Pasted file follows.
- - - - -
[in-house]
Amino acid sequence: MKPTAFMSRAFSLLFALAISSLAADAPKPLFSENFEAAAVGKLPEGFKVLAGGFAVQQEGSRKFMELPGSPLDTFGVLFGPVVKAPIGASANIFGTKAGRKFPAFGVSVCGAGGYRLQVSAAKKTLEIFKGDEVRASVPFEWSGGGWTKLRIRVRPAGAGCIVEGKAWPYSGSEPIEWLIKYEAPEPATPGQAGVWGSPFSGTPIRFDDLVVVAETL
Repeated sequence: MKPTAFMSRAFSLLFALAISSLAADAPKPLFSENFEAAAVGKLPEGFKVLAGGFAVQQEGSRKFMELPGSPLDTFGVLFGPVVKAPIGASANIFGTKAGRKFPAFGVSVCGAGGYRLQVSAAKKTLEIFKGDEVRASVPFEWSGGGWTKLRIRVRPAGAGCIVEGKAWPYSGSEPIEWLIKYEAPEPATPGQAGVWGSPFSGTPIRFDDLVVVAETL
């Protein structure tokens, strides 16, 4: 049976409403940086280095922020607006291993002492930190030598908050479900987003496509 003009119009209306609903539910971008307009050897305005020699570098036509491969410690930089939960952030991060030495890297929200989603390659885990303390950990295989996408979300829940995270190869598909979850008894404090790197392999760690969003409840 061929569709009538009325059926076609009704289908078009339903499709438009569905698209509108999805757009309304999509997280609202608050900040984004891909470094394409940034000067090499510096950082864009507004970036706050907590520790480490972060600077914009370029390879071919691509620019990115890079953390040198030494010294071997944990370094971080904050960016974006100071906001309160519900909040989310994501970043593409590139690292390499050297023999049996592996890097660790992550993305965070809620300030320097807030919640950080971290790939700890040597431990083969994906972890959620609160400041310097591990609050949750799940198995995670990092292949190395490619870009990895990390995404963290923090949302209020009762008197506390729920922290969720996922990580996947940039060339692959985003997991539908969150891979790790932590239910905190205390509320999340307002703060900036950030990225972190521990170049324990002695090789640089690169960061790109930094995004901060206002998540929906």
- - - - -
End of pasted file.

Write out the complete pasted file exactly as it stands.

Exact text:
[in-house]
Amino acid sequence: MKPTAFMSRAFSLLFALAISSLAADAPKPLFSENFEAAAVGKLPEGFKVLAGGFAVQQEGSRKFMELPGSPLDTFGVLFGPVVKAPIGASANIFGTKAGRKFPAFGVSVCGAGGYRLQVSAAKKTLEIFKGDEVRASVPFEWSGGGWTKLRIRVRPAGAGCIVEGKAWPYSGSEPIEWLIKYEAPEPATPGQAGVWGSPFSGTPIRFDDLVVVAETL
Repeated sequence: MKPTAFMSRAFSLLFALAISSLAADAPKPLFSENFEAAAVGKLPEGFKVLAGGFAVQQEGSRKFMELPGSPLDTFGVLFGPVVKAPIGASANIFGTKAGRKFPAFGVSVCGAGGYRLQVSAAKKTLEIFKGDEVRASVPFEWSGGGWTKLRIRVRPAGAGCIVEGKAWPYSGSEPIEWLIKYEAPEPATPGQAGVWGSPFSGTPIRFDDLVVVAETL
């Protein structure tokens, strides 16, 4: 049976409403940086280095922020607006291993002492930190030598908050479900987003496509 003009119009209306609903539910971008307009050897305005020699570098036509491969410690930089939960952030991060030495890297929200989603390659885990303390950990295989996408979300829940995270190869598909979850008894404090790197392999760690969003409840 061929569709009538009325059926076609009704289908078009339903499709438009569905698209509108999805757009309304999509997280609202608050900040984004891909470094394409940034000067090499510096950082864009507004970036706050907590520790480490972060600077914009370029390879071919691509620019990115890079953390040198030494010294071997944990370094971080904050960016974006100071906001309160519900909040989310994501970043593409590139690292390499050297023999049996592996890097660790992550993305965070809620300030320097807030919640950080971290790939700890040597431990083969994906972890959620609160400041310097591990609050949750799940198995995670990092292949190395490619870009990895990390995404963290923090949302209020009762008197506390729920922290969720996922990580996947940039060339692959985003997991539908969150891979790790932590239910905190205390509320999340307002703060900036950030990225972190521990170049324990002695090789640089690169960061790109930094995004901060206002998540929906």